Mapping Your Road Trip


What you need to know to figure out how far you can go.

Once you’ve decided on a particular region and you’ve figured out how many days you can spend, the next part is planning your route and mapping your trip. I have found that, by and large, the best approach is to create a loop in which you start and stop in a large city where you can fly in and out of, and rent and return your vehicle (if necessary). A direct flight is always preferable, so if you are covering a few states with a variety of large cities you should have a few options—and then it’s a matter of getting the best price.

My most successful road trips have lasted 10-12 days and covered roughly 2,000 miles. We have done a few short trips over a week during spring break (Texas and Florida), but both seemed too short and we didn’t get to cover as much ground as we would have liked. On the flipside, by day 12 everyone is beyond exhausted—there is only so long you can live out of a suitcase or duffle bag.

imgresOnce you’ve settled on a particular city as your starting and ending point, the next thing to do is chart your route. A big loop is usually the best way to go. Only once did I ever do a line (flying into Oklahoma, driving through Kansas, and departing from Nebraska) instead of a loop, because there just wasn’t enough to see to make it all away around.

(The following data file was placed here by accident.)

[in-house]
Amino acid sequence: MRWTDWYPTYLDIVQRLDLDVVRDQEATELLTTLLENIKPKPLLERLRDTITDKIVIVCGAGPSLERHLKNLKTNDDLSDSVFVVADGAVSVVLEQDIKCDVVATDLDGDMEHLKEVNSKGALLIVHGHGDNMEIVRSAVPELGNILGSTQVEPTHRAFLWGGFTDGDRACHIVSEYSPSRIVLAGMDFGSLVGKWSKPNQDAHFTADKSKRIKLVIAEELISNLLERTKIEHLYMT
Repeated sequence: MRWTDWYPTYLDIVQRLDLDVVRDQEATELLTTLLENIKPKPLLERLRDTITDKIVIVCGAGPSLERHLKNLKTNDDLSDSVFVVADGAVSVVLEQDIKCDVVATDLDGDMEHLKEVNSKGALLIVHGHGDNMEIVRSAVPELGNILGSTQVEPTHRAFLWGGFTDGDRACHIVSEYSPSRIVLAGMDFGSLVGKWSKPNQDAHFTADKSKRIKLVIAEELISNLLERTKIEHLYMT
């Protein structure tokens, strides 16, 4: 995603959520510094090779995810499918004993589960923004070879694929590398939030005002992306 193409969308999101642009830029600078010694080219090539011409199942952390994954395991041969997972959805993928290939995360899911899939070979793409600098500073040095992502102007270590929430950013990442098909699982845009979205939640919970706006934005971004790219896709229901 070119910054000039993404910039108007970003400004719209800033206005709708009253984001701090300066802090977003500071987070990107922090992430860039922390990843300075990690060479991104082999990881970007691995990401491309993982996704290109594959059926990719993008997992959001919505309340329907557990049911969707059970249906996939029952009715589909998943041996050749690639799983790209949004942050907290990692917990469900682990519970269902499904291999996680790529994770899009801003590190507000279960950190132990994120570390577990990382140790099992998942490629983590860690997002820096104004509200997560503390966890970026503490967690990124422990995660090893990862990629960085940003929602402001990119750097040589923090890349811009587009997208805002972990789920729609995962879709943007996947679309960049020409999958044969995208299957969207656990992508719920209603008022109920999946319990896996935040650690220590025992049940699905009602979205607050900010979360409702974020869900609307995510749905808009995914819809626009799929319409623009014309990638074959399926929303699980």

Traveling at this pace requires that you are in a different city just about every day, occasionally staying two days if there’s a lot to see and do. As I wrote in my post about pacing your trip, 150-200 miles is a good rule of thumb for daily driving, depending on speed limits (and how frazzled you are-hungry children can definitely push you above and beyond any posted speed limit).

I always like to start out with a large Rand McNally road atlas. There’s just something about using this old school method that ignites my sense of adventure. First I highlight points of interest so I can get a general idea of where we want to go. Some places you may already know you want to visit and you may find lots more places that are at least worth investigating by studying the atlas pages.

Using the mileage scale and your mileage imgres-1limits for driving, you can figure out your daily route, ending in towns that might meet the criteria for spending the night. I try to find towns that are decently sized (the larger the font on the atlas the larger the city) and close to things we want to see and do. Calculate every day’s drive till you end back where you started, closing the loop. If you prefer, you can do the same thing on Google Maps, which will give you a super accurate drive time (I use Google Maps to check myself after I am done with the atlas), but unlike the atlas it won’t have all the points of interest on the page.

Unfortunately there will be times when you have to miss something really cool because it’s just too far out of the way. You have to pick and choose and try to chart a course that has the most points of interest on your route. Mapping can require some time. You may even find once you’ve mapped a loop that maybe it’s better to do it backwards instead of forwards because certain activities/museums/sites are only open on certain days. The bottom line is: the more thorough the planning, the better your trip will be. Once you’ve got your route down pat, the next step is booking hotels and airfare!


  1. Nicole White says:

    Hi – I also found to be a very useful website to plan the travel. I find that it saves trips better than google maps. I also print from before the trip for a printed version in addition to their app.